Still, Jep's troubles do seem mighty well-upholstered next to the raw wounds in "Narco Cultura," a disturbing verite documentary about the Mexican drug war. It was made by Shaul Schwarz, an Israeli war photographer who spent several years chronicling its devastation.

"Narco Cultura" takes us inside - and juxtaposes - two very different cultures. The first is Ciudad Juarez. Schwarz shows what it means for a city to be the murder capital of the world, with a murder rate 30 times higher than Los Angeles. We see body parts on the streets, blood washed into gutters, the victims' terrified neighbors.

And we follow Richi Soto, an honest CSI cop whose job it is to try to solve all these murders - a job he must conduct wearing a mask because so many of his colleagues are getting murdered. Meanwhile, in the safety of L.A., we meet Edgar Quintero, an amiable musician and doting father whose songs are part of the narcocorrido boom, a movement devoted to glorifying drug lords and celebrating the melodramatic glamour of the drug-dealing life.

Many of these songs are commissioned by the gangsters themselves, but it's bigger than that. Like a jauntier, more brutal gangster rap, Quintero's songs pack nightclubs across America and Mexico with young folks singing merrily along to bouncy tunes about AK-47s and beheadings. Tellingly, the L.A.-based narcocorrido entrepreneurs don't live such atrocities firsthand. Here one of Quintero's musical buddies explains how they get their material from the Internet.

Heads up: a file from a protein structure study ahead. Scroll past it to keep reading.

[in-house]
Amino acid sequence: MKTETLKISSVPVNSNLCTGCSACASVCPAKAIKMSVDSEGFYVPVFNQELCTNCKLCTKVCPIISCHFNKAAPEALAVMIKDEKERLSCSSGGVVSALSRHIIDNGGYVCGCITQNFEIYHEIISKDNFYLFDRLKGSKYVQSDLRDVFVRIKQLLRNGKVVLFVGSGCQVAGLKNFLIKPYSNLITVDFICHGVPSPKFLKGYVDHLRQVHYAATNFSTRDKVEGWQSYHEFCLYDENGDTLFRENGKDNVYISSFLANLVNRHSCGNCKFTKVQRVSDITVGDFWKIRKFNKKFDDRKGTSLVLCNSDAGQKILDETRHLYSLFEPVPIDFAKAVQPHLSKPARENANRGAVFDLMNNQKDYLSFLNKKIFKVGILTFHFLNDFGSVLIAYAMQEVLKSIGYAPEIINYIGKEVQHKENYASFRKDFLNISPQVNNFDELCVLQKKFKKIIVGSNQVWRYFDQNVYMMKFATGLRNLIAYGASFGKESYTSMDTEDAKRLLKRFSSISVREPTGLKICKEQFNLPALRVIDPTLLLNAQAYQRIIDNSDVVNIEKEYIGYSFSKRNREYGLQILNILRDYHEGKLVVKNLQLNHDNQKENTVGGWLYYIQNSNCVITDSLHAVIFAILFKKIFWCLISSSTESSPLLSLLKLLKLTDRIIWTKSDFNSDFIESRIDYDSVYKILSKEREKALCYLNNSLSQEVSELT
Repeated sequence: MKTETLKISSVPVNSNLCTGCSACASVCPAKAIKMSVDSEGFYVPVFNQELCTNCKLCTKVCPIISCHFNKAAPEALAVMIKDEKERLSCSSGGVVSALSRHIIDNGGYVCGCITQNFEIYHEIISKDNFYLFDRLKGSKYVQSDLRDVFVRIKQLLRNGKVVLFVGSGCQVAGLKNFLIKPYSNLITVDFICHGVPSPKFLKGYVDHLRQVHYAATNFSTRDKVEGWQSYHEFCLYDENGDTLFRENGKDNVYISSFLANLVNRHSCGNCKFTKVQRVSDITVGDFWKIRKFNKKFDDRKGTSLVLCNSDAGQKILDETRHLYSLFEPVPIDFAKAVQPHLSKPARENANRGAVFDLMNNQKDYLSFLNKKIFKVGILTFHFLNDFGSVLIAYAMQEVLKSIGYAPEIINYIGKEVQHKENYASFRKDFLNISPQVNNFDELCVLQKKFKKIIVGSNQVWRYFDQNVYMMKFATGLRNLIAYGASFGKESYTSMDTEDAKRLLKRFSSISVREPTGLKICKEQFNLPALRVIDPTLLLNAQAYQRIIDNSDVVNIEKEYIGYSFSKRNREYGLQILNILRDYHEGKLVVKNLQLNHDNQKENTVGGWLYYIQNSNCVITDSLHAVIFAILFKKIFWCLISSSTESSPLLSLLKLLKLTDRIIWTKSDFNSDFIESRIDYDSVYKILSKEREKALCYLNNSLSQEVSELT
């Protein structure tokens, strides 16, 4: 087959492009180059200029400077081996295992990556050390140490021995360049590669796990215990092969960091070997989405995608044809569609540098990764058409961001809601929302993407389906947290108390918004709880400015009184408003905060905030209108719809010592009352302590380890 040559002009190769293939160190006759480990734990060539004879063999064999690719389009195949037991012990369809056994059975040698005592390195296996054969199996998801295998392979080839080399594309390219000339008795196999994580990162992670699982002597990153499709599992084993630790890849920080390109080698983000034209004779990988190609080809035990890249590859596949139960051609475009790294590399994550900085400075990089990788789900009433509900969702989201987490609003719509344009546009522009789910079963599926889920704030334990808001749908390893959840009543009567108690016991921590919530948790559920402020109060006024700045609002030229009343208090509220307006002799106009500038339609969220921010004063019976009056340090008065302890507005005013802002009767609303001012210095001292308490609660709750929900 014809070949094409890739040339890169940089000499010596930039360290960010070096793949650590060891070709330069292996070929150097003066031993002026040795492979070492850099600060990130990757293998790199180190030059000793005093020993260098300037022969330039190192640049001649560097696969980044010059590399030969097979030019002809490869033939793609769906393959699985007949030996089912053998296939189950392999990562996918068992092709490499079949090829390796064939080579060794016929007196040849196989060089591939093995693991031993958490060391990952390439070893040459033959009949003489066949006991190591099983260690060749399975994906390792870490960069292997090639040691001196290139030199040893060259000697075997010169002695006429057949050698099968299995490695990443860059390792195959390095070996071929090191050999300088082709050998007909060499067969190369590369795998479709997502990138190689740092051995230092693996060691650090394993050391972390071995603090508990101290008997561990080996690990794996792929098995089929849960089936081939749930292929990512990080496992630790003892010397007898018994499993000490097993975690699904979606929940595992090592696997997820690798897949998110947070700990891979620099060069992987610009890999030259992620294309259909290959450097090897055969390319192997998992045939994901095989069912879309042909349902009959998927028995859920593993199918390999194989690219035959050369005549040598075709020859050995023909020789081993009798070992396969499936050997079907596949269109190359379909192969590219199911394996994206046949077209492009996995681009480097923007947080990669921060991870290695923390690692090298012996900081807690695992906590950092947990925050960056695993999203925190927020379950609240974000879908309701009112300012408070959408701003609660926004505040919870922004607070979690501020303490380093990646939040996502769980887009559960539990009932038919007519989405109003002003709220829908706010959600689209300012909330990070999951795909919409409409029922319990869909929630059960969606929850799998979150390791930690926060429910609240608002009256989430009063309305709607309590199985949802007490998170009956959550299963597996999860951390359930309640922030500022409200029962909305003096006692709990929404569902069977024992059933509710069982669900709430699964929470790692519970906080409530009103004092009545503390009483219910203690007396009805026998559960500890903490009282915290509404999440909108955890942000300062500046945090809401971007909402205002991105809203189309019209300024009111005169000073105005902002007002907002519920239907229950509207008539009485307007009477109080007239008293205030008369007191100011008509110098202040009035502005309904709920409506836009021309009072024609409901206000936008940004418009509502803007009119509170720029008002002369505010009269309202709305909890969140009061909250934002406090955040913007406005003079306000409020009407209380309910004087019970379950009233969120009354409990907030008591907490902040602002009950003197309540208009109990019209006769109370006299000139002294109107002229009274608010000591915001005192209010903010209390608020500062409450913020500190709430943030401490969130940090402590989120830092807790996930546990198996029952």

UNIDENTIFIED MAN: Usually all the information we get about Mexico is a narco blog, delnarco.com. You could see people, like, with their guts coming out from their stomach, their heads blown off, all real things, you know? That's how we get our ideas. That's how we make our songs, you know. And everything is saying about, you know, (speaking in foreign language), the police officers killed.

POWERS: At first, I feared that Schwarz was doing something worthy but obvious: showing how narcocorrido songs and movies make people rich by falsifying the horrific reality of the drug biz. But gradually, you realize that things aren't so simple. Sure, narcocorrido culture turns drug violence into a show, but there's also something merely theatrical about what the cops in Juarez are doing, too.

Soto is an honorable man, but he and other local police don't really investigate 97 percent of the murders. To even talk about them would get them killed. Small wonder that so many powerless young Mexicans and Mexican-Americans don't trust the system, but get seduced by narco-culture's vision of wealth and power and impunity. Heck, even when they're killed, drug lords get to dwell in self-aggrandizing tombs protected by bulletproof glass.

If "The Great Beauty" ends with ecstatic hopes of rebirth, "Narco Cultura" ends in futility and despair. Forget about palaces of wisdom. In this world, the road of excess leads straight to the cemetery.

GROSS: John Powers writes about TV and film for Vogue and Vogue.com.